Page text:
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Book Review – Hostage Three

November 20, 2013

hostage three

Hostage Three by Nick Lakerelease date November 12, 2013

Nick Lake’s title character (real name – Amy Fields) has a privileged life, living in an affluent London suburb with her workaholic father and stepmother.  When Amy gets expelled from school right before she is supposed to sit for her very last exam, her father decides to buy a yacht and plans a trip around the world.  Although Amy is skeptical that her father can take himself away from work long enough to embark on the trip, the family sets sail aboard the Daisy May in July.  They are accompanied by a crew of three, including the captain, the cook, and a guide who also specializes in navigating the pirate laden waters near the coast of Somalia.  Despite these precautions, the Daisy May comes under attack from a group of pirates.

Amy is terrified as the pirates board the ship, amid yelling, shooting, and general confusion.  Most of the pirates speak Somali, but there is one young pirate with grey eyes (the same color as Amy) that speaks almost flawless English.  The pirates settle in on the yacht waiting for the ransom deal to be negotiated, and they give the passengers designated names to make the situation less personal – Hostage One is Amy’s father, Hostage Two is her stepmother, and she is Hostage Three.  In the close quarters of the Daisy May however, Amy and Farouz find themselves getting to know one another.  The attraction between them is as involuntary as it is incongruous, both of them seeming to know it could lead to trouble.  As their friendship advances, Amy and Farouz discover shared pain despite completely different circumstances in life.  Behind the affluent lifestyle, Amy has had to deal with the secret pain of her mother’s trouble life and eventual death, as well as her father’s immersion in his work and quick remarriage.  Farouz tells about life with his parents who were both killed in one of Somalia’s many wars, how his older brother saved him, how he is working to earn enough money to free his brother from prison.  The tension between hoping for a happy outcome for both Amy and Farouz is balanced against the extreme danger of the situation at almost every turn.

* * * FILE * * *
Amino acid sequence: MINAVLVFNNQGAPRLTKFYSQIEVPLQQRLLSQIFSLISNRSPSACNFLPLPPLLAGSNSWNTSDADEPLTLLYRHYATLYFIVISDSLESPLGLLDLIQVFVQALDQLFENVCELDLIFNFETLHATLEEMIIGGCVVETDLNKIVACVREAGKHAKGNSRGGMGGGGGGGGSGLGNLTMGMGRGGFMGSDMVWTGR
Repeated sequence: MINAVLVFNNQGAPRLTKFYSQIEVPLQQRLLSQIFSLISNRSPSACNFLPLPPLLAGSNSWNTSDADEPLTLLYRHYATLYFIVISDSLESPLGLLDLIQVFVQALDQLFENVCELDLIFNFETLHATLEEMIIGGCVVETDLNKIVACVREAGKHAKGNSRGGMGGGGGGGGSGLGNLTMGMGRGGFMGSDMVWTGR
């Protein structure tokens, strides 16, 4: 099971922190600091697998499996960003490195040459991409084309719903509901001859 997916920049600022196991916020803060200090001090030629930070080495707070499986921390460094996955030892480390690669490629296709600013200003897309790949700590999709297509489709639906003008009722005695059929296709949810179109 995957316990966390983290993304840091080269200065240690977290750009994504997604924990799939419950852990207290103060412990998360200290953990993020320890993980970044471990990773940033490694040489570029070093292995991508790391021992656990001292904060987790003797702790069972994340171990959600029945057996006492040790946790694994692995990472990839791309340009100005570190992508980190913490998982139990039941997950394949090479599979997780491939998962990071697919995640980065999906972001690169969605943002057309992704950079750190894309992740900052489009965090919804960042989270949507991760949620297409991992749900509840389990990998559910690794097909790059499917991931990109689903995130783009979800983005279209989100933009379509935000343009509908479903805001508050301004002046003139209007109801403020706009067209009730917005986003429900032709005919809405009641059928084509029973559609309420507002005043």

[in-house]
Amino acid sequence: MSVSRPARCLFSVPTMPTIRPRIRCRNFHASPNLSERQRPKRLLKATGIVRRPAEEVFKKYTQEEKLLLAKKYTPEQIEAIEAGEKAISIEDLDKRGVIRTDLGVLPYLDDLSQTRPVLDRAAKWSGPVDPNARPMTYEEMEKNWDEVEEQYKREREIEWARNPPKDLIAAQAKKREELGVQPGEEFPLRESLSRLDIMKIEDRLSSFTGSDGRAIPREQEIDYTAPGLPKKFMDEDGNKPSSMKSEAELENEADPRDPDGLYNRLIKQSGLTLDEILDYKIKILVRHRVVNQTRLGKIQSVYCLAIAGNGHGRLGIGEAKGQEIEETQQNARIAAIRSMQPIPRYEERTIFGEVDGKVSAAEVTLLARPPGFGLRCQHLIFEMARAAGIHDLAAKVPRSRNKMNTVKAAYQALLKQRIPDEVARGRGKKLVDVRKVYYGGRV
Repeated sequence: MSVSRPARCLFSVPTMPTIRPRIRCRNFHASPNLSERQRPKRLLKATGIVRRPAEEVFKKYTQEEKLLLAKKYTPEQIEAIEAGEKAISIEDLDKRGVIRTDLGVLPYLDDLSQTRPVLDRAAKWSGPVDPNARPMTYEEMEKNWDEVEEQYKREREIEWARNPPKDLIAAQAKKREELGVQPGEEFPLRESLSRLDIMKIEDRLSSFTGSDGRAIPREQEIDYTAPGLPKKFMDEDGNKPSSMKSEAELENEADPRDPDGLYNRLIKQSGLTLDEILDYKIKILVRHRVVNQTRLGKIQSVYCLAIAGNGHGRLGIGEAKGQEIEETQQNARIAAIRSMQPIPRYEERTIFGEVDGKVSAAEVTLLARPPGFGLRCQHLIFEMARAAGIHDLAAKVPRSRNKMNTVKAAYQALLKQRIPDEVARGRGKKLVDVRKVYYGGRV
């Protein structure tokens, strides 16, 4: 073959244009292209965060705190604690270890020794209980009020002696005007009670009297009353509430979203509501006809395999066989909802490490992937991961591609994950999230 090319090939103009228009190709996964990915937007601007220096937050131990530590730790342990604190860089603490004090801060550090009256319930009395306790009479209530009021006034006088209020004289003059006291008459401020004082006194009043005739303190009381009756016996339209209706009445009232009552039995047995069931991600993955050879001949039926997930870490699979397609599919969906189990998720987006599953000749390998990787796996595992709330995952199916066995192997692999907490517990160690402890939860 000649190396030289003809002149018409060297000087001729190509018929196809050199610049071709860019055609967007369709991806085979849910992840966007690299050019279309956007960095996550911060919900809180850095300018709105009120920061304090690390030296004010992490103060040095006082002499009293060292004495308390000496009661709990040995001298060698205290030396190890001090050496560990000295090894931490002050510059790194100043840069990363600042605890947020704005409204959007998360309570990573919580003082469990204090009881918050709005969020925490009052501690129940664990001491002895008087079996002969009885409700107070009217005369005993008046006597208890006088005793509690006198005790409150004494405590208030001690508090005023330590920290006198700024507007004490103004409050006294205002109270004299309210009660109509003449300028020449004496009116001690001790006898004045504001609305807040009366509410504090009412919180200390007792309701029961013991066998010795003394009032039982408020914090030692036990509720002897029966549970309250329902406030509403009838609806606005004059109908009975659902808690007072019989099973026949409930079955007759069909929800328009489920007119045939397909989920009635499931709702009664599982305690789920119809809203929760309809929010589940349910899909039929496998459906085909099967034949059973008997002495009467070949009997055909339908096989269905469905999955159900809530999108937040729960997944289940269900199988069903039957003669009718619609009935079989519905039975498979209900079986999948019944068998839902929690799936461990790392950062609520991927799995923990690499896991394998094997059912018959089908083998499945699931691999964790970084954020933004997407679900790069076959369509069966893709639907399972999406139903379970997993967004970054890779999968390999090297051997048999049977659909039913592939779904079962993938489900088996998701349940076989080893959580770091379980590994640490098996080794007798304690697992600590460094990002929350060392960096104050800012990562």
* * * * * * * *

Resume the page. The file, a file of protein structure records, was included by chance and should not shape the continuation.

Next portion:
In Hostage Three, as in 2012’s Printz award-winning In Darkness, Nick Lake has a talent for bringing headlines to life through his character driven stories.  Using Amy as a sometimes unreliable narrator, he is able to weave present events and past events (along with an alternate ending) into a seamless narrative.  Amy’s mother comes to life through Amy’s memories, which are interspersed throughout the story as both flashback and stories shared with Farouz.  The story is rife with issues such as social equality, the randomness of wealth and poverty, mental illness.

Ultimately though, this story is about love, abandonment, and forgiveness.  Will the occupants of the Daisy May, passengers and pirates alike, survive?  Will Amy and Farouz be able to forgive themselves for their perceived guilt they carry about the fate of their family members?  Will they be able to overcome the circumstances that surround their love and have a happy ending?  These are the questions that will keep you reading this compelling story.  I definitely recommend this book to grade 9 and up.

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